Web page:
New School Nurse CPS situation has arisen


I'm a new school nurse to this district. Secretary tells me that counselor is on phone, counselor at training out of town. Secretary updates me: child in class not doing work, teacher asks her why not doing work. Child says grandpa beat her with a belt for not doing good on progress reports. She shows teacher her bruises. So counselor wants child brought to my office so I can see bruises and for me to ask child what happened.

Child brought to my office. I asked what happened..child says grandpa beat her with belt for not doing good on progress reports. Aunt was in room too and did not help child. I ask her to show me on leg inner thigh...roundish in shape...brownish color, 2nd bruise on on right hip triangular in shape...brownish with yellow edges. Both small in size.

I was informed before all this that child was drama queen, and sometimes made up stuff. Family has experience with CPS, but nothing has become of most of it. Since I am new to area do not know the kids or their families. I thought the person the child told first was suppose to report..which would be the teacher and then I would tell info of what I saw. I may just be inexperienced with this, but don't think this looks like something that is called in to CPS...but I may be wrong. Any suggestions, please


3,828 Posts

You need to report this. In every state in which I have worked, all providers were required to report known or suspected cases of abuse or neglect. Failure to do so might leave you liable.

If you haven't done so, you need to familiarize yourself with your state's mandatory reporting requirements.


905 Posts

Yep I think you're obligated to report.

Doesn't matter if girl is blatantly lying...she made an accusation and it needs to be investigated. Inner thigh bruises are always a scary one too.


7,735 Posts

Specializes in retired LTC.

Even though I don't do kids, if this were my geri pts, my responsibility would be to observe & REPORT. It's not my job to investigate and make a determination of validity, that's CPS' job.

Make the referral.


203 Posts

Has 7 years experience.

Thank you for the info. There is so much for me to still learn. I am so grateful for sites like this.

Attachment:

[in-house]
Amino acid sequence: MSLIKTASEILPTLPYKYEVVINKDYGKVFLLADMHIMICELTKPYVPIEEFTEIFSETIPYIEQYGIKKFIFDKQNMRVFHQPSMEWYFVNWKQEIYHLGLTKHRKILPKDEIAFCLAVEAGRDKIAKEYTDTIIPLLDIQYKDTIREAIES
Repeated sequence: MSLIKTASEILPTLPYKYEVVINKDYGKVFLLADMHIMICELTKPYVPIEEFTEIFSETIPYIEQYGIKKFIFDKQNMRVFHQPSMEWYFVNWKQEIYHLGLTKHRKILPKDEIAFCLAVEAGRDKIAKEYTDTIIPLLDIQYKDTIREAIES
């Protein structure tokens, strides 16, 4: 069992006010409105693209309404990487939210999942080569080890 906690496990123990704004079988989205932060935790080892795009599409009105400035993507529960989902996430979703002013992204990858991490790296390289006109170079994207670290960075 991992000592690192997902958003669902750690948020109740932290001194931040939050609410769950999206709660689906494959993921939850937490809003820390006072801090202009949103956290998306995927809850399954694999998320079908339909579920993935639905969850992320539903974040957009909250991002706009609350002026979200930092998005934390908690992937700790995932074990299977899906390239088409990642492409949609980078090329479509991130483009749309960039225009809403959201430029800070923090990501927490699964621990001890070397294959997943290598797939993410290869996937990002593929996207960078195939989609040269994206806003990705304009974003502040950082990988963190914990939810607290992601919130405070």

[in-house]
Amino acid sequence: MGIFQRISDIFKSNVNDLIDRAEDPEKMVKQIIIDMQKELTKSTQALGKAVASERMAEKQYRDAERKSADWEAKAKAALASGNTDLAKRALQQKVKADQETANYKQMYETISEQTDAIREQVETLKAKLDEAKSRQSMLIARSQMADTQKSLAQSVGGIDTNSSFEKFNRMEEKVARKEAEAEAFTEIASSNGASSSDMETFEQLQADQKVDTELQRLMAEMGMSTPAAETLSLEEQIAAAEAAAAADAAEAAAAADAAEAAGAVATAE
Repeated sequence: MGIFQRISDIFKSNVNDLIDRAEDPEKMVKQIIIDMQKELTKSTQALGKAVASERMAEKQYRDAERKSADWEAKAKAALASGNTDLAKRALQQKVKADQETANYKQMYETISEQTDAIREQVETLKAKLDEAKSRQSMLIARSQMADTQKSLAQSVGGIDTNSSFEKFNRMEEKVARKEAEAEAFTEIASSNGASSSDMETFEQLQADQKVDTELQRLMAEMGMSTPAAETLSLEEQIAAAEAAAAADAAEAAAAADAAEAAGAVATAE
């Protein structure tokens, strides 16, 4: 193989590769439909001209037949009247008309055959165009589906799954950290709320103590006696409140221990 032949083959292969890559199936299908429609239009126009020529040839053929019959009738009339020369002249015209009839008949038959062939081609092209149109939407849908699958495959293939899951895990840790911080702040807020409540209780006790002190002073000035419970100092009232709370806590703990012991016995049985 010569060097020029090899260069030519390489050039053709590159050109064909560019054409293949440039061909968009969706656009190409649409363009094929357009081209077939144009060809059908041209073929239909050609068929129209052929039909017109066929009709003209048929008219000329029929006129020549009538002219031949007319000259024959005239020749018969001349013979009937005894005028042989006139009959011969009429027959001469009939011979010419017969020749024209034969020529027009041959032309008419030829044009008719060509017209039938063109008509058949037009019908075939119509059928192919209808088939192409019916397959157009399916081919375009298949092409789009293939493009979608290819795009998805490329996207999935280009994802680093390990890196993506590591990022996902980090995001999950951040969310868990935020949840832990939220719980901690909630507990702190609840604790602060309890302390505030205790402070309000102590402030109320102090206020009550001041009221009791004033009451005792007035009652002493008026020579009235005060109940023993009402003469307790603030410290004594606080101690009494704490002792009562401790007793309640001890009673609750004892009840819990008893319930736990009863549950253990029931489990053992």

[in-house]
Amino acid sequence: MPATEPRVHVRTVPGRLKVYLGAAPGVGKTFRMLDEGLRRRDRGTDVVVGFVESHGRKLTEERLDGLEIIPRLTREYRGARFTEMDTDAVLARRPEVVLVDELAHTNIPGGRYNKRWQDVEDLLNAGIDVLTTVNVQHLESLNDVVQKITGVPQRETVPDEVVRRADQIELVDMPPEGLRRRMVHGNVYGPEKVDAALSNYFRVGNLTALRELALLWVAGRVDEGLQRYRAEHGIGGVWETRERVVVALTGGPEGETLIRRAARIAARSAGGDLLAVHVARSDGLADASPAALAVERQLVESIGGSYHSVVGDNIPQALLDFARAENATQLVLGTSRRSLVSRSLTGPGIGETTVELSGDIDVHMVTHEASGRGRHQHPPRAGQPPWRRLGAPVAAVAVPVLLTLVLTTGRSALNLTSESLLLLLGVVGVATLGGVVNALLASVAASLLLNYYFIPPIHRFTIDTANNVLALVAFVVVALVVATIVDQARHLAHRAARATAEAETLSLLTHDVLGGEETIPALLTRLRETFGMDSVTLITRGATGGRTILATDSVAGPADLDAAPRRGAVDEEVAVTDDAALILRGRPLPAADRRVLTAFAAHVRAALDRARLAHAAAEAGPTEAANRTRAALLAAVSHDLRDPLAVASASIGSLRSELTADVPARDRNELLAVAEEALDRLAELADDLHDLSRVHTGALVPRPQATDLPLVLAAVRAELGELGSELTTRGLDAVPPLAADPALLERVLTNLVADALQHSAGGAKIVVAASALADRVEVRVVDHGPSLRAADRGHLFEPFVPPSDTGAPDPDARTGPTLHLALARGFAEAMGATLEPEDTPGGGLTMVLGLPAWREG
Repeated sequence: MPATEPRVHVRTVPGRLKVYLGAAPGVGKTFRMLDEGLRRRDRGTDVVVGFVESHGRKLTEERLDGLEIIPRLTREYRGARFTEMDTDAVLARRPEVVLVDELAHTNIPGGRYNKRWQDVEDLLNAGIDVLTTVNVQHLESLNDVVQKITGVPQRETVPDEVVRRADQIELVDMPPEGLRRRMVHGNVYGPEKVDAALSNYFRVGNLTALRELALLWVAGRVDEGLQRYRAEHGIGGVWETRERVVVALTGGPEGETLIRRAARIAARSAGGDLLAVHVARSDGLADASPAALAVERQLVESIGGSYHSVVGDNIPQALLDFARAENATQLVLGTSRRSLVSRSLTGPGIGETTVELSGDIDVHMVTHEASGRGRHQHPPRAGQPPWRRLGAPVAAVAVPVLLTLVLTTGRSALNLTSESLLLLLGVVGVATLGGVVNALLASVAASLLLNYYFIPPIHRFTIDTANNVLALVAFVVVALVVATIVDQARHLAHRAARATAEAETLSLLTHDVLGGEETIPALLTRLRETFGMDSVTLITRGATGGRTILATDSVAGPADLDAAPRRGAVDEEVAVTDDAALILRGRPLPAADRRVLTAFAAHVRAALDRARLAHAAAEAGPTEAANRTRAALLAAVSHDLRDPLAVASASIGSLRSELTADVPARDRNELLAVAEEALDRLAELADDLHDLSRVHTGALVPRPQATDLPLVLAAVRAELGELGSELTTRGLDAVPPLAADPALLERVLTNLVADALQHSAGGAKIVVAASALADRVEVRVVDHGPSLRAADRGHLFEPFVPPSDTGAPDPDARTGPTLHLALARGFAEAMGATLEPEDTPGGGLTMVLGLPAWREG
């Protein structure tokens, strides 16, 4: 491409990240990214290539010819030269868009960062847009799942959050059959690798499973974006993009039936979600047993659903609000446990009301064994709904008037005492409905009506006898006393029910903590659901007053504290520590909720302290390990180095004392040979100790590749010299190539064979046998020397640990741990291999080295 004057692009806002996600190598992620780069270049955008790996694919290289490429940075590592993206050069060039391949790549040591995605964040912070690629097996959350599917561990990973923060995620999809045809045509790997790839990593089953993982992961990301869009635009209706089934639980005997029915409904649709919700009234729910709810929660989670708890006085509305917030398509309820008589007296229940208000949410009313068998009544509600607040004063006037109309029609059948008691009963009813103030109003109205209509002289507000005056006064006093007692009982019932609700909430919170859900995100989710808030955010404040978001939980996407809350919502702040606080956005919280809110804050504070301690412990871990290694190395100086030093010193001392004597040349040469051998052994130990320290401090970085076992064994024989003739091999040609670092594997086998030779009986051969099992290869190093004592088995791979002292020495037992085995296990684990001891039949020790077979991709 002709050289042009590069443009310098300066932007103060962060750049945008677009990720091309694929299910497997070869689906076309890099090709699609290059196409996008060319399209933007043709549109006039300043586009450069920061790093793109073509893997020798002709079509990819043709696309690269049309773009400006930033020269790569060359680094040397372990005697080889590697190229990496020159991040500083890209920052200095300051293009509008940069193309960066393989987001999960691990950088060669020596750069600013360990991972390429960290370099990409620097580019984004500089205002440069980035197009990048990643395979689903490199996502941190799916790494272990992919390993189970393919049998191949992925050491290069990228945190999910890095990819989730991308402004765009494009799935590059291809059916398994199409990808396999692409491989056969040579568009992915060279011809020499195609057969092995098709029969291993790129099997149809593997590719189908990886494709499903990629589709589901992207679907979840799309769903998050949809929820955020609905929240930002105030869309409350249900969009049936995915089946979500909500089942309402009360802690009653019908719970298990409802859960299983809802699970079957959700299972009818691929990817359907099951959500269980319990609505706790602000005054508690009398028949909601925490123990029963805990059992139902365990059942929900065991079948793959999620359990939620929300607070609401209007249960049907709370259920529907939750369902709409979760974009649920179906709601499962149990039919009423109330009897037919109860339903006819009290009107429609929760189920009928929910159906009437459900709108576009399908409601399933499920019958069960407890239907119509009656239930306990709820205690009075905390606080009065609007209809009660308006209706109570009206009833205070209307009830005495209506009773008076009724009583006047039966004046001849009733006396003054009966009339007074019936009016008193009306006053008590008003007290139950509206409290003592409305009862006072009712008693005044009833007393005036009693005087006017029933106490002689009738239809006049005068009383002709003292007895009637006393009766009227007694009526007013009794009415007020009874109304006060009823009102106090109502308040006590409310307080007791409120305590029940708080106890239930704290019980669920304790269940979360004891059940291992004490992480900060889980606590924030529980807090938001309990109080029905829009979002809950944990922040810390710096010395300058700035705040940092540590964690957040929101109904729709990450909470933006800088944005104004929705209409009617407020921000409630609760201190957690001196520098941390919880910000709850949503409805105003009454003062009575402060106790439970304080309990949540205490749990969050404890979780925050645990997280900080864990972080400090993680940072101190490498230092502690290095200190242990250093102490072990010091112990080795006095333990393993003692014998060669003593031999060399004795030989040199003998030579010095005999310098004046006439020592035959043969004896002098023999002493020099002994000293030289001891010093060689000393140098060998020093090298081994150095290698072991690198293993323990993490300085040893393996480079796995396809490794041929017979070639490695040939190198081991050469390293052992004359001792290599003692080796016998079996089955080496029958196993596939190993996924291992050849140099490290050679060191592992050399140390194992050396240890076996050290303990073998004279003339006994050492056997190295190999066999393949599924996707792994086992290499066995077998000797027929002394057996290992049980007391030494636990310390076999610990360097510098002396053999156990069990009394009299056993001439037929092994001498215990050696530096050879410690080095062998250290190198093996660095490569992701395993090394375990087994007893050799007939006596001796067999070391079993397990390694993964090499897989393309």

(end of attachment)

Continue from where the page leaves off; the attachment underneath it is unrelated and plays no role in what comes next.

Flare, ASN, BSN

5 Articles; 4,431 Posts

Specializes in school nursing, ortho, trauma.

actually, and maybe this differs in my state, but i did't think it did - the school staff member that hears the initial report of abuse from the student has the obligation to make the initial report to CPS. You can certainly be part of the reporting process, i've made many many calls over a speaker phone along with a teacher, chiming in when appropriate, but they are not off the hook because they dump this situation on to you.

NutmeggeRN, BSN

8 Articles; 4,583 Posts

Specializes in kids. Has 40 years experience.

Agree with all the above, I try to make a joint report with another (usually guidance) as well and document everything. You are there to report, not investigate. If the authorities make the decision not to follow through, that is on them, not you.

Specializes in School Nursing, Critical Care. Has 6 years experience.

I have heard the same thing. The officers do not want too any people questoning the potential victim because it may damage the integrity of the investigation. So, when a teacher sends a student to the clinic because of suspicious bruises or report from a student, I tell them I will document assessment only and they need to make the report and give my name as someone who has additional information.

I may follow-up to see if they have made the report at the end of the day and if they are not going to report, then I would report. It is not our duty to investigate or say whether the accusations are true or suspicious. We need to report to CPS and let them do their job.

All of this is assuming you don't feel the student is in immediate danger if they go home. I would handle that in a totally different manner.


206 Posts

offer to make the call with the first person that the child spoke to. You have the obligation to report but many teachers usually will try to pawn this off on you. You should have the person make the initial call with you in the room.


7,735 Posts

Specializes in retired LTC.

To Op -just thinking about this. This should be well defined in your agency's protocol, if not so already. Maybe this would be a good topic to have brought up at next staff meeting with teachers & ancillaries.

Specializes in School nursing.

Both teachers and school nurses are mandatory reporters in my state. But only one person has to report/fill out the paperwork in the school. My first experience (on my 3rd day as a full time school nurse) with this was when the school counselor brought a student to my office to treat some arm wounds the child said were caused by her mother. Not the first time it happened at school, but we aren't there to investigate; we're here to document and report it.

I treated the wounds, documented my treatment, and counselor filed the paperwork (she filled out the paperwork with the child and me with her; no deep questioning, the process in my state has specific pieces of basic information they need). If the counselor were not there that day, I'd have filed the paperwork per my school's protocol. You need to find out who your school typically has file - they may have something in place.


22 Posts

Has 10 years experience.

The teacher should have reported it. However I would not take the risk of getting fined. Sometimes kids get sent to me just for my opinion on a bruise or a wound and so I can document it.